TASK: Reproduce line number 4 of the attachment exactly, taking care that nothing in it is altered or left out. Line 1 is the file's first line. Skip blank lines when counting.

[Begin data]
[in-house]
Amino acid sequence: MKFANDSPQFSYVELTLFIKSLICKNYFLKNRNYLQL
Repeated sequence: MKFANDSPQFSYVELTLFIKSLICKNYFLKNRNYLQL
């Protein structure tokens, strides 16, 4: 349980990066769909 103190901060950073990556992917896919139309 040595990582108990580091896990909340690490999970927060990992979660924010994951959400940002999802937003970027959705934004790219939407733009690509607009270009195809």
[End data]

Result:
């Protein structure tokens, strides 16, 4: 349980990066769909 103190901060950073990556992917896919139309 040595990582108990580091896990909340690490999970927060990992979660924010994951959400940002999802937003970027959705934004790219939407733009690509607009270009195809």